47: The Longest Day Ever
47: The Longest Day Ever
The Longest Day Ever
It would seem that something which means poverty, disorder and violence every single day should be avoided entirely, but the desire to beget children is a natural urge.
Running a household with a pack full of kids can result in some bad days, even on my day off from work. My day started with a very expensive trip to the grocery store, a broken jar of jelly, three neighbors who dropped in for tea, a missed doctor’s appointment and an Avon lady who talked about my sagging chin and crow’s feet.
Add on to that the four kids and their eight friends who tracked mud all over the house, the fifteen phone calls (all for the kids), one phone call for me from a guy desperate to sell me a new roof, the bag of un-popped popcorn that split and tumbled out of the cupboard and into the innards of the gas stove, and the roller skate at the front door that I tripped over and thus skinned my shin.
But the event that did me in that day, that tempted me to turn in my motherhood button once and for all, came while I was fixing supper. I told my two-year-old to go down to the family room and turn off the TV Sesame Street was over and Andrew was upstairs insisting that he help fix supper. Believe me, a tired, harried parent doesn’t need help from a two-year-old at that time of day.
I knew Andrew could follow simple directions. So I said very clearly and slowly, “Honey, go downstairs and push the button on the TV and turn off the TV” I repeated it three times, emphasizing the words, push, off, and TV I knew he’d figure it out. He knew where the off button was. After all, he took delight in pushing it in every night during the climax of every movie we watched.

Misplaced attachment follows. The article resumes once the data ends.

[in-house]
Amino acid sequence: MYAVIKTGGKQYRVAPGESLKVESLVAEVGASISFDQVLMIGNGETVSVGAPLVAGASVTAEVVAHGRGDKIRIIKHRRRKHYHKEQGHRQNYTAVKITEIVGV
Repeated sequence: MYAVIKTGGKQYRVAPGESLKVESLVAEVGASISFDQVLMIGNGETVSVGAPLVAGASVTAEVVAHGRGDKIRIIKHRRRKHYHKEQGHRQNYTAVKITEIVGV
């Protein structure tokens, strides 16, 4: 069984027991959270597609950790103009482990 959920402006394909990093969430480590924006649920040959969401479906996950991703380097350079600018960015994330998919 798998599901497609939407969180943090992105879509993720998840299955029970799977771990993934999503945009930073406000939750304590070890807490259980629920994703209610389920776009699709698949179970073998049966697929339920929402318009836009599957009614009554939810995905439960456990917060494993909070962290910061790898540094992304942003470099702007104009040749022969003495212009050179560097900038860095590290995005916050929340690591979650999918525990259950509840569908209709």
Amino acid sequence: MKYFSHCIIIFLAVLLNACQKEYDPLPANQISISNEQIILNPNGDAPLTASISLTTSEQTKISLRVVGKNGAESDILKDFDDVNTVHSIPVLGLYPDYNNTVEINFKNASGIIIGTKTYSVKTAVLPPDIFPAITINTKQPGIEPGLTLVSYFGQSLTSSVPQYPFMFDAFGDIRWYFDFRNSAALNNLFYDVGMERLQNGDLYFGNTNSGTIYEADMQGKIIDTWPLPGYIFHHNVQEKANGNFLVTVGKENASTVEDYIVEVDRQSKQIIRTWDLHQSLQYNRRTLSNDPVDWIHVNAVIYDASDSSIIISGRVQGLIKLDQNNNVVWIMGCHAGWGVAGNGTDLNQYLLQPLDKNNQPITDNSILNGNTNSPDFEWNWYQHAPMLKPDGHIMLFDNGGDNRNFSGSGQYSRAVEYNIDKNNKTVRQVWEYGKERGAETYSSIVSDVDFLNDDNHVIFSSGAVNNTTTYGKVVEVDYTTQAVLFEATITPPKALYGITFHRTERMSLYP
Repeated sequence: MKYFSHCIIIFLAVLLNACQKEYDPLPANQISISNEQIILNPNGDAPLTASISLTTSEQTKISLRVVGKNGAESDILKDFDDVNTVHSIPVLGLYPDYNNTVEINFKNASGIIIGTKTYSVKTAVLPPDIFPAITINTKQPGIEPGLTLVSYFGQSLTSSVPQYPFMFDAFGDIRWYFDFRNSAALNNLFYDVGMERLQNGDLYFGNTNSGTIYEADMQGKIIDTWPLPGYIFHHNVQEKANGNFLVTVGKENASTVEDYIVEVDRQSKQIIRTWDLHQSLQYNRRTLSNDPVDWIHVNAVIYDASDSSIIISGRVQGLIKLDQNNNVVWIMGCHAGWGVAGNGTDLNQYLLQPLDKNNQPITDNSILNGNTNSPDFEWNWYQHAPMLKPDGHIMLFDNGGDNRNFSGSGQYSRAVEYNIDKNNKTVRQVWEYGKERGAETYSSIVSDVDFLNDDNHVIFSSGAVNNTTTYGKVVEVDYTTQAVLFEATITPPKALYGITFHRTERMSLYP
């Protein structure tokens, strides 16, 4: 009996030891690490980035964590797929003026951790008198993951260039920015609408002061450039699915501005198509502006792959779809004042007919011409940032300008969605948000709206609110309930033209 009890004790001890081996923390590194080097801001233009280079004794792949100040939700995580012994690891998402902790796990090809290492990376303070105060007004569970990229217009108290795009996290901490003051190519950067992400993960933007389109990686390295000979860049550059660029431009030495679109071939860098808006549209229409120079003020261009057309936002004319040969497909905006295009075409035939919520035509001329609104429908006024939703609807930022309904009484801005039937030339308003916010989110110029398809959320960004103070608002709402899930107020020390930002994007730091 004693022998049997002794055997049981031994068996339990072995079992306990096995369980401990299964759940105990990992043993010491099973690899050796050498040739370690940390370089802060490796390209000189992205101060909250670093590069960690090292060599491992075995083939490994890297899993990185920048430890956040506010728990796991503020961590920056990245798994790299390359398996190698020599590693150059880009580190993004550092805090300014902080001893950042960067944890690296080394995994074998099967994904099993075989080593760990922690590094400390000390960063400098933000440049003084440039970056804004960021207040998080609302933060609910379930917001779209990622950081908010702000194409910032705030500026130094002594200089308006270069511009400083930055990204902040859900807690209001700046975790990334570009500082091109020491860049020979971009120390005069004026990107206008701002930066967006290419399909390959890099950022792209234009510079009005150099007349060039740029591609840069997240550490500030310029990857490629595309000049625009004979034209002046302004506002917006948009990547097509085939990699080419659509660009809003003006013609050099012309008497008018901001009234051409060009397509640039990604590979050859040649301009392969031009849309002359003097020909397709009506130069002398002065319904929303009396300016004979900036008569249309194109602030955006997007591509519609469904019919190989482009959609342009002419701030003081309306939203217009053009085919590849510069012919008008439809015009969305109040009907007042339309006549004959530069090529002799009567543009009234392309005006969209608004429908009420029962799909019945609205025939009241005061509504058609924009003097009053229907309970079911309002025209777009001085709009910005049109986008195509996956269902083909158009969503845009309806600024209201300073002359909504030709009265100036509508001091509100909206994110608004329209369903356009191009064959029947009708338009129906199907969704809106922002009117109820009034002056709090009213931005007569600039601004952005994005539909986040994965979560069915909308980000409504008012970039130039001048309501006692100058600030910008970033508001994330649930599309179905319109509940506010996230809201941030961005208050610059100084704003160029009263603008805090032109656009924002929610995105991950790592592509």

So downstairs he went, to do a nice deed for Mommy. I went back to the sink to wash the carrots and cut the broccoli. Then it happened. The loudest crash ever heard in our house. I was so startled I couldn’t move. I kept waiting for Andrew to scream. But the silence was more frightening than the crash.
I raced down the steps, half expecting to find Andrew lying unconscious midst shattered patio doors. I blurted out a fast prayer. Then I stopped cold.
He was standing there behind the TV stand, smiling a banana-sized grin that said, “Aren’t you proud of me, Mom?” That smile just kept radiating across his whole face as he said, “Andrew pushed off the TV!”
There was the TV, face down on the floor. Two of the knobs were broken off. The screen was smashed. The plants I’d watered that morning that used to sit on top of the set were oozing mud and goo into the carpet. Broken plants and smashed ceramic pots were spread all over the room.
And there was Andrew, smiling, because he had done just what Mommy asked. He’d pushed off the TV. Boy, did he.
I pulled him into my arms and sat on the couch rocking him back and forth. I thanked God that he wasn’t hurt. I prayed for patience. I prayed that I wouldn’t take up child abuse for a hobby. I prayed that this day would end.
That’s when my best friend rang the doorbell and walked inside. By the time I got upstairs she was pouring water into the teapot and had crushed a few more popcorn kernels into the new linoleum floor. She asked in her since-you-only-work-part-time-and-today-was-your-day-off envious voice, “Well, what did you do to keep busy today, lady of leisure?”
Somehow, I don’t think she’ll ever ask that question again.
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